England vs South Africa LIVE: Cricket score from first Test at Lord’s as play abandoned due to rain

·38 min read

England’s Test cricket revolution continues with the first of a three-match series against South Africa getting underway at Lord’s this morning.

It’s been a wild start to life under Brendon McCullum and Ben Stokes with a new fearless brand of cricket – labelled “Bazball” after their new coach – helping today’s hosts stop the rot after languishing during a run of just one victory in 17 Tests. Momentum seized, England secured memorable win after memorable win this summer and now face another tough test in the shape of the Proteas, who sit top of the World Test Championship table.

England went in with just one change from the side that stunned India last time out with wicketkeeper Ben Foakes returning after a bout of Covid in place of Sam Billings. James Anderson, Stuart Broad and Matthew Potts made up the pace attack with Ollie Robinson, who hasn’t played for his country since the final match of the Ashes in January, kept waiting for a recall. In-form Yorkshire batter Harry Brook also missed out.

Follow the latest score and over-by-over updates from the first Test below.

England vs South Africa - Day One, first Test, Lord’s

  • South Africa win toss and captain Dean Elgar elects to bowl first

  • Play abandoned due to rain, end of Day One

  • Rain stops play in the afternoon session, early tea taken

  • Wicket! Foakes 6, b Nortje. England 116-6

  • Wicket! Stokes 20, c Petersen b Nortje. England 100-5

  • Wicket! Bairstow 0, b Nortje. England 55-4

  • Wicket! Root 8, lbw b Jansen. England 42-3

  • Wicket! Crawley 9, c Markram b Rabada. England 25-2

  • Wicket! Alex Lees 5, c Verreynne b Rabada. England 6-1

Stumps: Day one ends early due to rain

16:38 , Michael Jones

The first day of the opening test match between England and South Africa has been called off due to rain. It was only a matter of time and word has come through that there will be no more play today.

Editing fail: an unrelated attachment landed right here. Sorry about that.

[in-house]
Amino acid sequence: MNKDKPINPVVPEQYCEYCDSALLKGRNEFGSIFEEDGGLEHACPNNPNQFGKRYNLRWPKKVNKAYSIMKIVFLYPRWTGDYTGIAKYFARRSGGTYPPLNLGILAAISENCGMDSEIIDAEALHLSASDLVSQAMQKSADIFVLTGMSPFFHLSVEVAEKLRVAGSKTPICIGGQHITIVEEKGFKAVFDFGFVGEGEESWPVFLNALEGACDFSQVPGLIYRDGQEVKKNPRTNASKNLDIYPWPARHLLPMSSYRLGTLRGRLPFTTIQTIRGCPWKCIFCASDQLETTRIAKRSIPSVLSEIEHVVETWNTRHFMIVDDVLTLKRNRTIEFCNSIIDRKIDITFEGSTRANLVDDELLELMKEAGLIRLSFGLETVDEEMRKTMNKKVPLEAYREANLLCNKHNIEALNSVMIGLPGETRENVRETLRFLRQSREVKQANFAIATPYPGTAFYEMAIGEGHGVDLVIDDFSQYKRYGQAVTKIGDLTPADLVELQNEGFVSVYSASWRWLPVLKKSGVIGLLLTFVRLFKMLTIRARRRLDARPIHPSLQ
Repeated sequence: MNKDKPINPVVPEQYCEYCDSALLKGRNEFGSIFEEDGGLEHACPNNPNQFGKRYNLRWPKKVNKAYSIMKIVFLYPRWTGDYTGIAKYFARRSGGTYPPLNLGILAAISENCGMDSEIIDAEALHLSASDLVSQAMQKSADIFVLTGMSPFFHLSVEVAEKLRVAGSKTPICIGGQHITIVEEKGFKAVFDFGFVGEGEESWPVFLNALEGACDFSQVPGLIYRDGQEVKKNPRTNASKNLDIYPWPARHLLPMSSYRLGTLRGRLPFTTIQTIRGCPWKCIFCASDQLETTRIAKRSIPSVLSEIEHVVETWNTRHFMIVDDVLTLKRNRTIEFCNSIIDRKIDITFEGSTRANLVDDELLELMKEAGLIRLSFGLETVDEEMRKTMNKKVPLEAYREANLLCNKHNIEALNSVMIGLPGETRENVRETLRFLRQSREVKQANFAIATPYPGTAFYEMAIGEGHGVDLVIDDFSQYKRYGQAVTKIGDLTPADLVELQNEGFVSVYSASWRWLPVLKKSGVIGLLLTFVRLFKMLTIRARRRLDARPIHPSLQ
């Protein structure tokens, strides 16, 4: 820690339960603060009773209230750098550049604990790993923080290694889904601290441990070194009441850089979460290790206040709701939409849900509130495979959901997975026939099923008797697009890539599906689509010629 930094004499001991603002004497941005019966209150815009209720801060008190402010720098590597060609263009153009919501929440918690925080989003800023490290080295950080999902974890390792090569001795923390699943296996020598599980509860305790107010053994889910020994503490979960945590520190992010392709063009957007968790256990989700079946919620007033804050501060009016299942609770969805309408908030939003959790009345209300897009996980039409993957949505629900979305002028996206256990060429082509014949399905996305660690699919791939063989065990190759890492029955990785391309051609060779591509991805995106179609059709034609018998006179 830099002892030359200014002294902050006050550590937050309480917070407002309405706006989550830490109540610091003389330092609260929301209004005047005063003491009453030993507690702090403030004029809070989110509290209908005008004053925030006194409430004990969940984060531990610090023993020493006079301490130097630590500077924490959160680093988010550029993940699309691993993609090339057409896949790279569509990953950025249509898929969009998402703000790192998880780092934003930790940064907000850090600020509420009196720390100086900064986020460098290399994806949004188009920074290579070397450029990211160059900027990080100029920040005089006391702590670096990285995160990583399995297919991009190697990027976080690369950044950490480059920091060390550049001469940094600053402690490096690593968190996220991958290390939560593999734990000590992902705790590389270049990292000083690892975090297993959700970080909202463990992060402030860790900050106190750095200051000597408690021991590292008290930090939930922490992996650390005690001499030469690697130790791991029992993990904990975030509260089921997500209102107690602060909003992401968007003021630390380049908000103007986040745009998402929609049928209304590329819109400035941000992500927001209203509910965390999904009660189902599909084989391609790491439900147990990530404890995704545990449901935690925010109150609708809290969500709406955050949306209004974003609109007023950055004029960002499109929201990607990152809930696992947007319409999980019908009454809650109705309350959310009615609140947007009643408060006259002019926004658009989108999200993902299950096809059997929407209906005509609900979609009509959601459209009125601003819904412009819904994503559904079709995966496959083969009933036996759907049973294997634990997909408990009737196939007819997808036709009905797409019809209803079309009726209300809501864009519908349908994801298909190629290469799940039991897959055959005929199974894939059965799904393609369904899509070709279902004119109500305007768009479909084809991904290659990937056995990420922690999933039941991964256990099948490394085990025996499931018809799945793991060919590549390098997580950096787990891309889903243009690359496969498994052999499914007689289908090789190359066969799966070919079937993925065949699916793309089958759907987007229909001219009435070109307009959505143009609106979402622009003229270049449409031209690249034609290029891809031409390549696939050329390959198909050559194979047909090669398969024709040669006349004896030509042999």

(PA)
(PA)

Rain break: England 116-6, Pope 61, Broad 0; South Africa yet to bat

16:25 , Michael Jones

Blasphemous thoughts from the infamous George Dobell or a good idea to pursue?

Rain break: England 116-6, Pope 61, Broad 0; South Africa yet to bat

16:14 , Michael Jones

A bit more history making from Jimmy Anderson.

Rain break: England 116-6, Pope 61, Broad 0; South Africa yet to bat

15:47 , Michael Jones

Tea has come, tea has gone, the rain remains.

It may have settled in for the day now and that could be that for play on day one. We’ll keep updating if there’s any changes but for now it’s a waiting game.

Tea: England 116-6, Pope 61, Broad 0; South Africa yet to bat

15:35 , Michael Jones

Here are a few snaps from earlier in the day. It was tricky to find some without South Africa celebrating in them.

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 (PA)
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Tea: England 116-6, Pope 61, Broad 0; South Africa yet to bat

15:27 , Michael Jones

So, 116-6 at tea in testing conditions but with a batter set in Ollie Pope. What do England target from here for a first innings total? Get as close to 200 as possible? 250?

Even the most optimistic Bazball enthusiasts must think 300 is well beyond them. What will Brendan McCullum and Ben Stokes be saying to the batters yet come?

By the way those are Jack Leach, Matt Potts and James Anderson.

Tea: England 116-6, Pope 61, Broad 0; South Africa yet to bat

15:20 , Michael Jones

It’s pretty grim out there. The covers are firmly on the ground and the rain doesn’t look likely to move anytime soon.

 (PA)
(PA)
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(Getty Images)

Tea: England 116-6, Pope 61, Broad 0; South Africa yet to bat

15:11 , Michael Jones

The rain continues to pour so their has been an early tea taken in order to cut down the time taken out off the game due to the rain. The players won’t be out until half past three at least but the weather has set in and it will probably still be raining in 20 minutes time.

Lord’s to turn red for Ruth Strauss Foundation on day two of England vs South Africa